What can I do with a liberal arts degree?
That’s a common question students ask Bill Baldus, director of Metro State’s Career Center.
For those students concerned about the marketability of their major, he has a recommendation: go to the Career Ideas Festival on Friday, March 29. The event will be held in the Founders Hall auditorium from 8:30-11:30 a.m.
Baldus booked keynote speaker George Anders to address those apprehensions.
Anders is a senior editor-at-large for LinkedIn, a popular professional networking site. He is the author of five books and an award-winning journalist. His team at the Wall Street Journal won the 1997 Pulitzer Prize for national reporting.
He is coming to Metro State to discuss the lessons of his 2017 book, “You Can Do Anything: The Surprising Power of a ‘Useless’ Liberal Arts Education.”
“If you’re a long-term thinker, the case for college as one of life’s best investments remains strong, no matter what major you choose,” Anders writes in his book. “Over time, in fact, some liberal arts majors can take you further than even the seemingly hot ticket of a computer science degree.”
Baldus believes the event will debunk many myths and misperceptions about the value of a liberal arts education. Students will hear why employers gravitate to job candidates with broad-based bachelor’s degrees, he said.
Although the event is co-sponsored by the College of Liberal Arts, Baldus thinks students in any major or college—from accounting to theater, from the College of Community Studies and Public Affairs to the College of Sciences—should attend.
“Everyone should embrace that they have a liberal arts degree,” he said.
Baldus was referring to the General Education and Liberal Studies (GELS) courses that are required of every undergraduate. These courses emphasize writing, speaking, problem-solving, critical thinking and curiosity. All skills that George Anders says are highly-sought by today’s employers.
In “You Can Do Anything,” Anders notes that career paths are not as rigid and predictable as they once were.
“The opportunities to improvise are greater,” he writes. “As much as we may think the boundaries of gainful work are well fixed, they aren’t. New types of jobs keep coming into existence in ways that catch us by surprise.”
“You Can Do Anything” gives tips for finding employment in this new job environment. Anders also describes tactics for securing pay raises and promotions at work.
Prior to the keynote speech, students can network at a reception with employers, faculty and staff.
An employer panel discussion will include Metro State graduates from the College of Liberal Arts. They will share how their education has shaped their career paths.
But back to the original question: What can I do with a liberal arts degree?
Baldus said students always want specific examples. But he contends there are thousands of answers, thousands of ways to make a living from a liberal arts education.
Too many students approach this question intellectually or by Googling, he said.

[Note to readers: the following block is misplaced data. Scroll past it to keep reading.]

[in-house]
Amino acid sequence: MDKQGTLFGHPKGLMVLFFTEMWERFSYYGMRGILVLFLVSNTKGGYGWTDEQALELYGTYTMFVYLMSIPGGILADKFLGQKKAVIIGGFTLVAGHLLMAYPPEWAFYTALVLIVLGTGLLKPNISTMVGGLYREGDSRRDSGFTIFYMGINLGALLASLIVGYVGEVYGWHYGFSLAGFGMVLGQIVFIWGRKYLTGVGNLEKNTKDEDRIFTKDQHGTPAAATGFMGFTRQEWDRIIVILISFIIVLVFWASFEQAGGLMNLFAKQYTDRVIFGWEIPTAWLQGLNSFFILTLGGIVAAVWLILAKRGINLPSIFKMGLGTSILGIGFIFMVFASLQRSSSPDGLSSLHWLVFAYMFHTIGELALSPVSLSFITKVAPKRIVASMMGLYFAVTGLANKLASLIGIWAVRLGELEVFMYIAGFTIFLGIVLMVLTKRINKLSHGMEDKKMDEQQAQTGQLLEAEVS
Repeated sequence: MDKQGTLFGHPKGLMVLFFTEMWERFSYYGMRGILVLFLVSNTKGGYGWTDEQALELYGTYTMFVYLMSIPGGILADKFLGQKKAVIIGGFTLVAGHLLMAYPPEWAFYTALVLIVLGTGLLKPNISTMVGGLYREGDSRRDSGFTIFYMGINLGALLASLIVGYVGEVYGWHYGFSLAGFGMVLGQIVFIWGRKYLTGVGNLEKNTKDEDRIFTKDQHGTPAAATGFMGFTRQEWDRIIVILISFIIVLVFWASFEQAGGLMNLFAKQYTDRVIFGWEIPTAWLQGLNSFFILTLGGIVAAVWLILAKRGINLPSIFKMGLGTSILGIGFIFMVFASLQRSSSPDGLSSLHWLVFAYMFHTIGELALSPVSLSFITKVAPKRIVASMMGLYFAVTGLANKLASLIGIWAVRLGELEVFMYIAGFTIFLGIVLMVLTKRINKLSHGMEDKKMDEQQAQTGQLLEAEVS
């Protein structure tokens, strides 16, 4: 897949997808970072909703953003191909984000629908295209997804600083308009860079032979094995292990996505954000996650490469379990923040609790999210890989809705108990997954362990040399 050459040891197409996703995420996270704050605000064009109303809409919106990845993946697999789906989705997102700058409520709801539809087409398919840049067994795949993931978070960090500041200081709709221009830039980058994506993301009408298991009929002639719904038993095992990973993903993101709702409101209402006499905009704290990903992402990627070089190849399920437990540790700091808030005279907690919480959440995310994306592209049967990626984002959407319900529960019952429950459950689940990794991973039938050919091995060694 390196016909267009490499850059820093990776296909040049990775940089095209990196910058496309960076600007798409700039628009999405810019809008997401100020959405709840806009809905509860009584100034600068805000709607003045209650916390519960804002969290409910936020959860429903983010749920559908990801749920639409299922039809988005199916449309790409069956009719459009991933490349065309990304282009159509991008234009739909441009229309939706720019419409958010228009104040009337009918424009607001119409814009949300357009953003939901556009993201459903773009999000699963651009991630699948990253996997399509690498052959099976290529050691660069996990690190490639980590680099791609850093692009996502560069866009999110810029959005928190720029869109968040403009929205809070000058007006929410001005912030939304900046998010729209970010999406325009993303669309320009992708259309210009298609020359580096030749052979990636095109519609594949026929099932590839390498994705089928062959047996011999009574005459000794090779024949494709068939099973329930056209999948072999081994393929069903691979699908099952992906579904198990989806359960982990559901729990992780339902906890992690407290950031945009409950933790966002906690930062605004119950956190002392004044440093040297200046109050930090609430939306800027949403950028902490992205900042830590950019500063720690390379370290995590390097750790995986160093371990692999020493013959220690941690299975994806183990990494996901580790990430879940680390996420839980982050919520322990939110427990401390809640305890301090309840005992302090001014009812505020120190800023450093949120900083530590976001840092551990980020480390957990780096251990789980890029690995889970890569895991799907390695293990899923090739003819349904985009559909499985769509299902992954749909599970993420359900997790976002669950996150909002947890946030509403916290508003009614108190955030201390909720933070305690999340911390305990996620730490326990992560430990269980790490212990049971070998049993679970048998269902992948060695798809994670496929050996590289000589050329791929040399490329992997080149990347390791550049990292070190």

To find their future occupation (or occupations), Baldus said students need exposure. Through new experiences and meeting people, students will “find clues for what is next for them.” He recommends that students volunteer in the community and get out to events—like the Career Ideas Festival.
“[This is the] biggest event of the year where we try to add new thinking in career development,’ Baldus said of the festival. “Coming to events like this is a good habit for people.”
The first 100 people who register and attend the festival will receive a free copy of Anders’s book. The author will sign books at the close of the event.
Students can sign up for the Career Ideas Festival at metrostate.joinhandshake.com using their StarID and password. Faculty, staff and guests can register at eventbrite.com or bit.ly/2Tbs4Ru.
Metro State’s Career Center also organizes resume workshops and job fairs throughout the year. In April, it will host the 28th annual Law Enforcement Opportunities Career Fair at the Law Enforcement and Criminal Justice Education Center (LECJEC) in Brooklyn Park.
For more information about any Career Center event or service, email firstname.lastname@example.org.
Individuals who need disability-related accommodations, including parking, can contact the Center for Accessibility Resources at 651-793-1549 or email email@example.com.
George Anders is a senior editor-at-large for LinkedIn, a professional networking site with more than 500 million members.
He visits many campuses to talk to students about the transition from college to career. He has spoken at Harvard, Stanford, the London School of Economics, and the University of Central Florida.
Anders is the author of five books. His 2003 book “Perfect Enough: Carly Fiorina and the Reinvention of Hewlett Packard” was a New York Times bestseller.
His writing often tackles the topic of careers. His 2011 book “The Rare Find: How Great Talent Stands Out” describes how employers can look beyond education and experience for high-potential candidates. His advice to hiring managers and recruiters? Look at job-seekers’ hobbies, awards and special projects too.
His most recent book is “You Can Do Anything: The Surprising Power of a ‘Useless’ Liberal Arts Degree.” The book discusses how liberal arts graduates can embrace their education and benefit from growing job opportunities in the tech sector. Although they may lack technical expertise, Anders uses case studies to illustrate how these liberal arts majors bring a “human touch” to any workplace.
Anders covered business, health care, and tech companies as a feature writer and investigative journalist. He has written for the Wall Street Journal, The Atlantic, Forbes, Bloomberg, and Harvard Business Review. In 1997, his Wall Street Journal team won the Pulitzer Prize for national reporting.
He graduated with Phi Beta Kappa honors and a bachelor’s degree in economics from Stanford University.